Search

Backing up your data Part 2: Local backups


A big part of your backup plan should include local backup. A local backup is one that is in the same building as the original data. This does NOT mean on the same hard drive. After all, if your hard drive fails the backup wouldn’t be accessible. So how? The simplest way is to purchase and install a USB-connected external hard drive. These are available in very large sizes that will store a copy of the entire contents of your computer. You will also need backup software that will run on a scheduled basis so that backups occur at a time when the computer is idle. Most USB external hard drives come with this type of software; Windows also has a backup application, or you can purchase backup software.

There are several types of local backups you can make.

  • Image Backup: An image backup copies every single bit and byte on your computer’s hard drive to the backup drive. This type of backup is impractical as a daily routine, because it typically will take many hours to complete. However, the big advantage to an image backup is that recovering from a drive failure is much easier. Restoring an image backup also restores the operating system (Windows or OS X), all previously installed software applications, and any data.

  • Full Backup (Compressed File): Most backup software applications create a copy of everything on your drive (or choose the files to be backed up), but the result will be compressed or “zipped” to take up less space on your backup media. Even compressed, however, this can result in a very large blob of data, and will require use of the software to extract and restore your backup. This type of backup also may take a while to complete, but most applications will allow you to schedule the backup for a time when the computer is idle.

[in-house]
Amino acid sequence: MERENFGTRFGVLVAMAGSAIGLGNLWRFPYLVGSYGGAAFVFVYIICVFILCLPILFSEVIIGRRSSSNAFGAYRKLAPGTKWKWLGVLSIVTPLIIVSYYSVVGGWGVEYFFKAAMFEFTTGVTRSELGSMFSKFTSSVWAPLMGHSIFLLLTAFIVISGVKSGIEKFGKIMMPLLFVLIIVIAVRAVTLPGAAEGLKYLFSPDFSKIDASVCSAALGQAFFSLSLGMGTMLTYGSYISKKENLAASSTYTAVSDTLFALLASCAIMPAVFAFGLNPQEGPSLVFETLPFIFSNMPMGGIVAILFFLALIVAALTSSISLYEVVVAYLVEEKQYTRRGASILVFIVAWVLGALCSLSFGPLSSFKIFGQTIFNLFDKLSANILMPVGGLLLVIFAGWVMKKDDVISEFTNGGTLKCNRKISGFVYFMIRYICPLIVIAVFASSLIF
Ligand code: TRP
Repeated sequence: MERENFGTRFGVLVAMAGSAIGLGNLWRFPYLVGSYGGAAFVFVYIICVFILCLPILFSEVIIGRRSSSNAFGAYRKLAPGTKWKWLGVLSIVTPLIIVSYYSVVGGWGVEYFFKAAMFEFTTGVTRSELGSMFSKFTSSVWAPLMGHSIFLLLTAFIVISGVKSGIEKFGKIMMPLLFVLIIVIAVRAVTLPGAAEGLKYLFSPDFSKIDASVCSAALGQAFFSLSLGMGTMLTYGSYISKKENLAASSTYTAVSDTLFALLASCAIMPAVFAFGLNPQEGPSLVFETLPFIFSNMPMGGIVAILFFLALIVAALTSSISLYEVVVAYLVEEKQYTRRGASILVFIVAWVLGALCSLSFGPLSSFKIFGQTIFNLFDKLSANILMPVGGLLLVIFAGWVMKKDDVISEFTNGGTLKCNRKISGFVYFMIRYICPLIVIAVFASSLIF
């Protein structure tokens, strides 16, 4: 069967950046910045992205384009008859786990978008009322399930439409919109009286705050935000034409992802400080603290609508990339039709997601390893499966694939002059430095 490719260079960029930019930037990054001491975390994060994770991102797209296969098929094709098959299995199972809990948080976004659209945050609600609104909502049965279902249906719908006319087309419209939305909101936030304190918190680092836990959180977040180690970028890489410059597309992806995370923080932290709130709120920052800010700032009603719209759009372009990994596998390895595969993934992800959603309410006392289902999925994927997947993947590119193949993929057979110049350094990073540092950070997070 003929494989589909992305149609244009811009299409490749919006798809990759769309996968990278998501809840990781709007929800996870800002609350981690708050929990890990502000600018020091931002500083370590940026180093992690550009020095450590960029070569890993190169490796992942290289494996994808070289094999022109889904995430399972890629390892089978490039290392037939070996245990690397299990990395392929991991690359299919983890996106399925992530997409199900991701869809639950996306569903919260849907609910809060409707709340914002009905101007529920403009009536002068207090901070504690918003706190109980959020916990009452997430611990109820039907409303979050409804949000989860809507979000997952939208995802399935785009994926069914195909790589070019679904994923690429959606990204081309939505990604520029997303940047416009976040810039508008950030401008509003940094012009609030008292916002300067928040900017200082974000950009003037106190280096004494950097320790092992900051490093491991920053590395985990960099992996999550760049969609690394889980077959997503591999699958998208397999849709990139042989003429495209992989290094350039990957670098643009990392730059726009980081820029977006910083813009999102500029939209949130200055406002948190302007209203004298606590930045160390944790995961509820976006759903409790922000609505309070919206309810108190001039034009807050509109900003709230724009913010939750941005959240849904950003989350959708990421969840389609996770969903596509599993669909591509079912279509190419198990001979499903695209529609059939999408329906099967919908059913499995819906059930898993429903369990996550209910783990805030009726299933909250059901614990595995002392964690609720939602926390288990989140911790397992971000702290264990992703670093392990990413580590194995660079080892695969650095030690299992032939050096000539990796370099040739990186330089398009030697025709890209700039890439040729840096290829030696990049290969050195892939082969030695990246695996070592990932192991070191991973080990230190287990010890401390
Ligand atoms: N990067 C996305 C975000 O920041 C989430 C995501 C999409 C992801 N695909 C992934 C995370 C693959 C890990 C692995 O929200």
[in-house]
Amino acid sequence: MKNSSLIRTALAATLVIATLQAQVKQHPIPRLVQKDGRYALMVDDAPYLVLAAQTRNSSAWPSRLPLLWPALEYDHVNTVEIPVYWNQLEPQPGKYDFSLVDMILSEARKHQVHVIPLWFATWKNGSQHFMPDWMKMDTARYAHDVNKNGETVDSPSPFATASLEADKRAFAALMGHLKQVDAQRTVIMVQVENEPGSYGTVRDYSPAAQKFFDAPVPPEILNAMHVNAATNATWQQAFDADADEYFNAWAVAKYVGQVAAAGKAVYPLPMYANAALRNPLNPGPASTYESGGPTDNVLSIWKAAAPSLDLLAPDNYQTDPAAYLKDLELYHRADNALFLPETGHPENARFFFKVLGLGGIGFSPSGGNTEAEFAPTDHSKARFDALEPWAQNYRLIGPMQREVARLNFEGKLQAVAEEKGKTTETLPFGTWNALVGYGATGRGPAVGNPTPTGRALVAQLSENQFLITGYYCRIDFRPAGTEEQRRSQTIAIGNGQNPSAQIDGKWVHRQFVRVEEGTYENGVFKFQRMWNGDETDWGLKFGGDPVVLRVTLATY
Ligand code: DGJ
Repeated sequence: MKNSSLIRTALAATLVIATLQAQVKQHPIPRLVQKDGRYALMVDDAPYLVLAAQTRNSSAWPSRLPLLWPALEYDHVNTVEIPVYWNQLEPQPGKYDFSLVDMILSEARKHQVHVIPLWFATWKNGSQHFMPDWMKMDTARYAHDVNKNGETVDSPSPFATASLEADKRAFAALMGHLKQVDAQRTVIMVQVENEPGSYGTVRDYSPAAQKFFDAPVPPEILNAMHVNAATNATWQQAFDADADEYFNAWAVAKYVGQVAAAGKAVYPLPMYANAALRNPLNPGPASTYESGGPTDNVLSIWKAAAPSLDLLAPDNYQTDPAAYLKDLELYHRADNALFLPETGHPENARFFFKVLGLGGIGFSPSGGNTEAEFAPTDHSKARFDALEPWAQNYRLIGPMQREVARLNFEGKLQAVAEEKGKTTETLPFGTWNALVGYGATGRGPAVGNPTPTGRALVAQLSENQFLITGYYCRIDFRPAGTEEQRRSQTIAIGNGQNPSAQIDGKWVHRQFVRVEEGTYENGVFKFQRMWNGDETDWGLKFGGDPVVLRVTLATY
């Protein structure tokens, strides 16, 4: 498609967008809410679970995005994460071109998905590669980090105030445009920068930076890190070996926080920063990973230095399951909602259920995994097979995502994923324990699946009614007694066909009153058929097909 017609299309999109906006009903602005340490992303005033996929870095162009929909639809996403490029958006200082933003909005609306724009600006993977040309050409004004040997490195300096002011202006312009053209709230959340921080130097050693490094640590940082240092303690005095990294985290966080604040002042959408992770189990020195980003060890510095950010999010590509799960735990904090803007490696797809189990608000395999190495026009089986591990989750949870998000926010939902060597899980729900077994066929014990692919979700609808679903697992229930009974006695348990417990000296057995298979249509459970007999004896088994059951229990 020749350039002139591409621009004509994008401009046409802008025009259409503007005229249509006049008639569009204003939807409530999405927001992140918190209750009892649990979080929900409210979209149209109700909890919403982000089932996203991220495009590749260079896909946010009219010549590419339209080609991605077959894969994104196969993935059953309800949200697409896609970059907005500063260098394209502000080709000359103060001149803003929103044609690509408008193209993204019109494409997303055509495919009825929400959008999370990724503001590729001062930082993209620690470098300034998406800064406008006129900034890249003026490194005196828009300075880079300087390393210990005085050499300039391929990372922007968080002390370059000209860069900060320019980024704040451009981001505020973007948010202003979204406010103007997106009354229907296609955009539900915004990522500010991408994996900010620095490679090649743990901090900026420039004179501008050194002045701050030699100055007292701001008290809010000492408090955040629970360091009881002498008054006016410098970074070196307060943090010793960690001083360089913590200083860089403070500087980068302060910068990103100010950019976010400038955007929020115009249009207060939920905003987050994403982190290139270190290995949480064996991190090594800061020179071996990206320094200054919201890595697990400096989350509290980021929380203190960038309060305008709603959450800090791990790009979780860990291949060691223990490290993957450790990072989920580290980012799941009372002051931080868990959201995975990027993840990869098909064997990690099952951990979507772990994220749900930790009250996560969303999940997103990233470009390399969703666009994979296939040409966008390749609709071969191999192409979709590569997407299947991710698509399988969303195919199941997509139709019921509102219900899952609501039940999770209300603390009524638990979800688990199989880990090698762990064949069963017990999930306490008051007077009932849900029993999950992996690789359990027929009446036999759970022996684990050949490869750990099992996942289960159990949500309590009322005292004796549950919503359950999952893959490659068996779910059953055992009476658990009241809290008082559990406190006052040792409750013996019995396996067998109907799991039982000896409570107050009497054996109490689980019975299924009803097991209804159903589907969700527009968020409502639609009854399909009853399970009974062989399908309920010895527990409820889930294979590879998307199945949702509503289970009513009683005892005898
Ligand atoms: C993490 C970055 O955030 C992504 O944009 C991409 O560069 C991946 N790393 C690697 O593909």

• Incremental Backup (Compressed File): Once you have at least one full backup, subsequent backups can be made by just backing up the files that have been created or changed since the previous backup. These files would also be stored in a compressed format.

  • Synchronized Backup: A synchronized backup is not compressed. Using specialized software such as Microsoft Sync Toy, the backup will make a direct copy of the files you choose. The first sync will make a full backup of your selected files; subsequent syncs will copy only new or changed files. One thing to note however: if you delete a file from your hard drive, either accidentally or intentionally, the next sync will remove the deleted file from your backup data.

Regardless of the method you use, restoring from a local backup is much easier than from an offsite backup, especially if all you need are one or two files.


3 views0 comments

Recent Posts

See All

Do you know how to link Excel Spreadsheets?

If you work with multiple spreadsheets in Excel, and need to transfer data from one to the other, or summarize in one workbook data from others, you can set up the summary worksheet to automatically p